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SBJ/20100927/This Week's Issue
Judge clears way for suit against USSF, MLS
Published September 27, 2010
An Illinois judge has denied the U.S. Soccer Federation’s attempt to block a lawsuit that accuses it and Major League Soccer of fraud, racketeering and antitrust violations. The lawsuit, filed in 2006 by the now-defunct soccer promoter ChampionsWorld LLC, claims the USSF and MLS conspired to charge illegal and restrictive sanctioning fees to promoters who organize professional soccer events in the United States.
ChampionsWorld seeks more than $50 million in damages, claiming the fees destroyed its business and forced it into Chapter 11 bankruptcy in 2005. With the motion to dismiss blocked, Chicago-based USSF and ChampionsWorld could face off in court as early as this spring.
“USSF did not have the right to charge the fees that they charged, and their improper actions drove ChampionsWorld out of business,” said Jamie Brickell of Pryor, Cashman, Sherman and Flynn, the firm representing ChampionsWorld. “What ChampionsWorld brought was a great interest in soccer in the United States that may not have existed before.”
MLS President Mark Abbott said USSF and MLS officials are optimistic that, should the case go to trial, they will prevail.
“ChampionsWorld went out of business because it didn’t have a viable business model, and not as a result of any improper action by USSF or MLS,” Abbott said. “ChampionsWorld’s claims are without merit, and we are confident that we will prevail in the litigation.”
ChampionsWorld was owned and operated from 2001 to ’05 by longtime soccer marketer Charlie Stillitano, the ex-general manger of the MLS New York/New Jersey MetroStars. Stillitano, who also managed Giants Stadium when that venue hosted the 1994 FIFA World Cup, is now with CAA Sports and declined to comment for this story.
From 2002 to ’05, ChampionsWorld organized exhibition matches between top European clubs such as Manchester United, FC Barcelona and AC Milan at stadiums across the United States. By 2003, the company employed 15 people and had partnerships with MasterCard, Budweiser and Fox Sports World, now Fox Soccer Channel. A 2003 match between Manchester United and Juventus drew 79,000 fans at Giants Stadium. In 2003 and 2004, about 800,000 fans watched a ChampionsWorld match live — an average of 44,000 a match.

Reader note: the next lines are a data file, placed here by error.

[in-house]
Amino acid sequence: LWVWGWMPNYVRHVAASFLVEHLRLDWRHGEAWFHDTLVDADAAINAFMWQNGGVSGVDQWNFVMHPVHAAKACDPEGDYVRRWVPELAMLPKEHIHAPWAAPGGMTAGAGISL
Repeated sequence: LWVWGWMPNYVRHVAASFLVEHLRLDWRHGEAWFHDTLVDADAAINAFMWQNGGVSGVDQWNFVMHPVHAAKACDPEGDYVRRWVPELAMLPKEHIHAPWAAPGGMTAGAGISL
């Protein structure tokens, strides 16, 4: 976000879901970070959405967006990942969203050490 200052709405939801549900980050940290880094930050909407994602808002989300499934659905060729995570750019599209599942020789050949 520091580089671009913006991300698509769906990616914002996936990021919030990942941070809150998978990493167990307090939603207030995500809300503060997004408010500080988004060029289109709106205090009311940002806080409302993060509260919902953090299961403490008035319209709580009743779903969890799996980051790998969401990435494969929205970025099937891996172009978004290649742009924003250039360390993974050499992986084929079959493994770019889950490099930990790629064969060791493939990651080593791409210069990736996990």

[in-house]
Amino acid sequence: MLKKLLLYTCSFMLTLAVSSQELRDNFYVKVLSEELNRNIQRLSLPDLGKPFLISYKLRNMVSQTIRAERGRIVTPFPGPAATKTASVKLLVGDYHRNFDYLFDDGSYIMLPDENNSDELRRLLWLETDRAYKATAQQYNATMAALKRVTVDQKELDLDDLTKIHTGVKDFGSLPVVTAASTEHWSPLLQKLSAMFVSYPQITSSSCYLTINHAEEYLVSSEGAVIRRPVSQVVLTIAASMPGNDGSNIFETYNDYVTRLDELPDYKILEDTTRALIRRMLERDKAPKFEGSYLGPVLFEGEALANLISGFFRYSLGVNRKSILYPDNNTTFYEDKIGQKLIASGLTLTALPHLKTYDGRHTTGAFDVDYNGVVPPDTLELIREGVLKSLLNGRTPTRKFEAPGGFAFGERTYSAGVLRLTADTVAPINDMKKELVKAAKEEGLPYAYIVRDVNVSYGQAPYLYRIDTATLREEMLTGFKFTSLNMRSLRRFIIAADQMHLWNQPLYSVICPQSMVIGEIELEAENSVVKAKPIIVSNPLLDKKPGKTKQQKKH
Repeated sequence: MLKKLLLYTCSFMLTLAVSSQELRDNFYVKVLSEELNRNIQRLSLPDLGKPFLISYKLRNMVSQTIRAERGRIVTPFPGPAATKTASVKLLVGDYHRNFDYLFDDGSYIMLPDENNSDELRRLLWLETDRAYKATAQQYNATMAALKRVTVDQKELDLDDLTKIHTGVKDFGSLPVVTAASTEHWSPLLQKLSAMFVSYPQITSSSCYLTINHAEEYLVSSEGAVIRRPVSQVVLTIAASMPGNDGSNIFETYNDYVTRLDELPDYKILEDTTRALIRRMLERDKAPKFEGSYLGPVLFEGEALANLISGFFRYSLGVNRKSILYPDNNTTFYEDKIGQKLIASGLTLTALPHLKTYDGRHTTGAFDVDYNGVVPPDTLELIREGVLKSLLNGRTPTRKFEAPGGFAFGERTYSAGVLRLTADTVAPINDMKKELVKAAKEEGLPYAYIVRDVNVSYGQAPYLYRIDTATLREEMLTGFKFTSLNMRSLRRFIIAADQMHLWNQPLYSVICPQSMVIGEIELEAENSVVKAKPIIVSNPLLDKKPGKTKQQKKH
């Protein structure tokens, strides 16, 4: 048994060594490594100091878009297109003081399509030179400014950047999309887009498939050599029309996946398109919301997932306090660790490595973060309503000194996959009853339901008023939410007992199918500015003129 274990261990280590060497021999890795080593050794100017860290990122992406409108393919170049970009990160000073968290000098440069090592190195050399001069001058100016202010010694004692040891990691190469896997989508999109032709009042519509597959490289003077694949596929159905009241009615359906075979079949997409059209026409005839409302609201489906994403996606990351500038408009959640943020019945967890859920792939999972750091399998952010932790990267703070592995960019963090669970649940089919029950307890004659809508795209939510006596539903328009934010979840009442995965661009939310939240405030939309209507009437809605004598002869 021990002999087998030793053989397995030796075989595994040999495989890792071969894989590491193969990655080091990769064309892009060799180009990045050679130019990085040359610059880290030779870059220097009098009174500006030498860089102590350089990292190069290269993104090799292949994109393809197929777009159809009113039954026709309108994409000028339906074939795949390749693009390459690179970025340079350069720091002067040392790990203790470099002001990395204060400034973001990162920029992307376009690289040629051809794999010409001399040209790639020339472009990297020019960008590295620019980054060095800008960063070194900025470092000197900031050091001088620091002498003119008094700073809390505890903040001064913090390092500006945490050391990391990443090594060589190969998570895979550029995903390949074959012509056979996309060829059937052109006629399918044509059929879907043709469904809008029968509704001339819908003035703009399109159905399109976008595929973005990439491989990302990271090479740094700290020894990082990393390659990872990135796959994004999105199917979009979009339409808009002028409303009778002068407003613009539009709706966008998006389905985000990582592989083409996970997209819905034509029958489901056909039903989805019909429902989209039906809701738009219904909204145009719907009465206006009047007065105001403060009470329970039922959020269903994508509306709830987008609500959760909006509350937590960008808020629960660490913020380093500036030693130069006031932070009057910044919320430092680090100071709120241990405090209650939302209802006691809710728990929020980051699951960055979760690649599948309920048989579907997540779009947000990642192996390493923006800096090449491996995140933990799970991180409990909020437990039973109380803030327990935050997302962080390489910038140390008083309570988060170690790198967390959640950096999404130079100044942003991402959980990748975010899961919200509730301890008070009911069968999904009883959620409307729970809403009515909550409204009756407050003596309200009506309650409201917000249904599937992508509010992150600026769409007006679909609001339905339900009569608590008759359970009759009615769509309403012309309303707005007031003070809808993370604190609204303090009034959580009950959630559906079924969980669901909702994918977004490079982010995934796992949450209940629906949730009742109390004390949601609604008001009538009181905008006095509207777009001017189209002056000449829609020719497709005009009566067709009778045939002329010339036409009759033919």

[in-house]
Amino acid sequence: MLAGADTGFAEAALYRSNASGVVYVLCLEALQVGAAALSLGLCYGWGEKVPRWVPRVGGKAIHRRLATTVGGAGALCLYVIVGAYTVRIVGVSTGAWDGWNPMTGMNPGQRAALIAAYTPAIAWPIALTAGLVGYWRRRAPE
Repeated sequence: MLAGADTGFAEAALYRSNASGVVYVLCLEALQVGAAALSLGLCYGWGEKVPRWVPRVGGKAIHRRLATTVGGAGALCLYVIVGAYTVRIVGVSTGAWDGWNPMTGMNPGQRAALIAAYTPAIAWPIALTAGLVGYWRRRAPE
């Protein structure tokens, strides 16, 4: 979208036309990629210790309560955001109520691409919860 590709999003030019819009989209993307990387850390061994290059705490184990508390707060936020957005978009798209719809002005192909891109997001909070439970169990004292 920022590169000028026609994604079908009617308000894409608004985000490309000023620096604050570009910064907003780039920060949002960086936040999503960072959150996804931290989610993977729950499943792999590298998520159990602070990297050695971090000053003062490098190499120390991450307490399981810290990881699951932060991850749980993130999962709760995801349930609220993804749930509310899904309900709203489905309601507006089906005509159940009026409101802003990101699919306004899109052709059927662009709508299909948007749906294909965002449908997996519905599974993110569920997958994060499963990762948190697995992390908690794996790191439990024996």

The USSF required ChampionsWorld to pay between 9 percent and 20 percent of its gross earnings as a sanctioning fee, and also made the promoter pay performance bonds for each match. The payment is part of the USSF’s operating procedures for hosting domestic and international matches, and is outlined on the USSF website. According to the lawsuit, when ChampionsWorld challenged the USSF about the fees, the governing body threatened to report the promoter as a “promoter in bad standing” to FIFA.
ChampionsWorld first filed the lawsuit in May 2006; however, it sat in various stages of arbitration before FIFA until this year. The lawsuit alleges that the USSF, in conspiracy with MLS, unlawfully claimed to have sole and exclusive authority to sanction all professional soccer matches played in the U.S., and used the fees against competitors of MLS.
Judge Harry Leinenweber of the Northern District Court of Illinois upheld nine of the lawsuit’s 10 counts in his ruling on July 21. Leinenweber said that the Ted Stevens Olympic and Amateur Sports Act did not grant the USSF the power to sanction professional games in the United States, and that neither FIFA nor the U.S. government had given the USSF the right to violate U.S. antitrust laws.
“ChampionsWorld has sufficiently alleged a pattern of racketeering activities by MLS,” Leinenweber wrote in his decision, adding that “the ASA does not give USSF authority to govern professional soccer in the United States, except to the extent necessary for USSF to govern the participation of professional players in the Olympics and related events.”
In 2001, the Los Angeles Memorial Coliseum filed a similar lawsuit against the USSF and MLS, charging the two with creating an unfair competitive field for non-MLS promoters. Marshall Grossman, who represented the coliseum, declined to comment on the lawsuit, but said the case was eventually settled for an undisclosed amount.
USSF officials declined to comment directly on the lawsuit.
The outcome of the lawsuit could change the promoting of soccer in the U.S. Officials do not know when the sanctioning fees came into existence, but John Guppy, a 20-year veteran of soccer promotion and former president of the MLS’s Chicago Fire, said he has always paid the USSF fees when promoting international matches, such as the Reebok Cup, which he promoted in 1997.
“They have been around as long as I can remember,” Guppy said. “Any promoter is well aware that a percentage of the gate needs to be paid to U.S. Soccer. That’s just part of promoting a game in the U.S.”